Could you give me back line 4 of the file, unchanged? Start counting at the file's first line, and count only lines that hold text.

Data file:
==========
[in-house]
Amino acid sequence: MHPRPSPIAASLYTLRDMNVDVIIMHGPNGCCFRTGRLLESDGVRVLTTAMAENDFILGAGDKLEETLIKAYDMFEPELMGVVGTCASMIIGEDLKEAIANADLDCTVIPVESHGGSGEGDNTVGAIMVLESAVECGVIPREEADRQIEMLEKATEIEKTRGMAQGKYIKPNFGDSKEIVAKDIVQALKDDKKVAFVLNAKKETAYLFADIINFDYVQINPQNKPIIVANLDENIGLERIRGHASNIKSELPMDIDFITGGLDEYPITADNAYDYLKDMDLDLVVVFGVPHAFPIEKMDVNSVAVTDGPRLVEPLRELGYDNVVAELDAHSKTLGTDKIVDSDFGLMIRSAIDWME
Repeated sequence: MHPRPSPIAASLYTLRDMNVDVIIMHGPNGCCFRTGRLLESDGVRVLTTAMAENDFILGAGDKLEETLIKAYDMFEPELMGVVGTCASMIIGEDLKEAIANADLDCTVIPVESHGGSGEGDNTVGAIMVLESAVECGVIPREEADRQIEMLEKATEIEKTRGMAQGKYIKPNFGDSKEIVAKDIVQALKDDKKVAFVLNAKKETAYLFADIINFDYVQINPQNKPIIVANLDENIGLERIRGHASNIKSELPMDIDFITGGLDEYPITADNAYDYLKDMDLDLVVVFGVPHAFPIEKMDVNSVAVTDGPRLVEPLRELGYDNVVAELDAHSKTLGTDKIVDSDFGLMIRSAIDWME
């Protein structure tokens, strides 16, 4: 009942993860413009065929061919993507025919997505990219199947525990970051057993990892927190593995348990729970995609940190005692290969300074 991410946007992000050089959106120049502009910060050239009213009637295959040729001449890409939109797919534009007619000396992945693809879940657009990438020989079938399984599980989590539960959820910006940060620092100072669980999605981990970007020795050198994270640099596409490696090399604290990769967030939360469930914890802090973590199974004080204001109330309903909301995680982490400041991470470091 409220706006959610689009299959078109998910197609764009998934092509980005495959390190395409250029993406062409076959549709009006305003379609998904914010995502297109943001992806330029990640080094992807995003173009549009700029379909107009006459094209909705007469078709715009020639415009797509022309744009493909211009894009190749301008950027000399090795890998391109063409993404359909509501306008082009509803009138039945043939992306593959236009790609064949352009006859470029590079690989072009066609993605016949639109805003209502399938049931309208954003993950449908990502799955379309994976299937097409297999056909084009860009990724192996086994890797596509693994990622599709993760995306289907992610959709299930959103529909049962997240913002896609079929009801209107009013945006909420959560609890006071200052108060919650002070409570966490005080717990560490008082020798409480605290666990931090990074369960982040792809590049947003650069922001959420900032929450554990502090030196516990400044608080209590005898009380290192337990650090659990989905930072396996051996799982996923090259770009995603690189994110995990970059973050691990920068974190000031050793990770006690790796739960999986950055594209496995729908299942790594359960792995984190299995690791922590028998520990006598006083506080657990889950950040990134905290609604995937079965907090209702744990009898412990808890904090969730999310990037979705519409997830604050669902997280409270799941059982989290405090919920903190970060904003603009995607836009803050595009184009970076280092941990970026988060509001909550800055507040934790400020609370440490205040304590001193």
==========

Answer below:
């Protein structure tokens, strides 16, 4: 009942993860413009065929061919993507025919997505990219199947525990970051057993990892927190593995348990729970995609940190005692290969300074 991410946007992000050089959106120049502009910060050239009213009637295959040729001449890409939109797919534009007619000396992945693809879940657009990438020989079938399984599980989590539960959820910006940060620092100072669980999605981990970007020795050198994270640099596409490696090399604290990769967030939360469930914890802090973590199974004080204001109330309903909301995680982490400041991470470091 409220706006959610689009299959078109998910197609764009998934092509980005495959390190395409250029993406062409076959549709009006305003379609998904914010995502297109943001992806330029990640080094992807995003173009549009700029379909107009006459094209909705007469078709715009020639415009797509022309744009493909211009894009190749301008950027000399090795890998391109063409993404359909509501306008082009509803009138039945043939992306593959236009790609064949352009006859470029590079690989072009066609993605016949639109805003209502399938049931309208954003993950449908990502799955379309994976299937097409297999056909084009860009990724192996086994890797596509693994990622599709993760995306289907992610959709299930959103529909049962997240913002896609079929009801209107009013945006909420959560609890006071200052108060919650002070409570966490005080717990560490008082020798409480605290666990931090990074369960982040792809590049947003650069922001959420900032929450554990502090030196516990400044608080209590005898009380290192337990650090659990989905930072396996051996799982996923090259770009995603690189994110995990970059973050691990920068974190000031050793990770006690790796739960999986950055594209496995729908299942790594359960792995984190299995690791922590028998520990006598006083506080657990889950950040990134905290609604995937079965907090209702744990009898412990808890904090969730999310990037979705519409997830604050669902997280409270799941059982989290405090919920903190970060904003603009995607836009803050595009184009970076280092941990970026988060509001909550800055507040934790400020609370440490205040304590001193």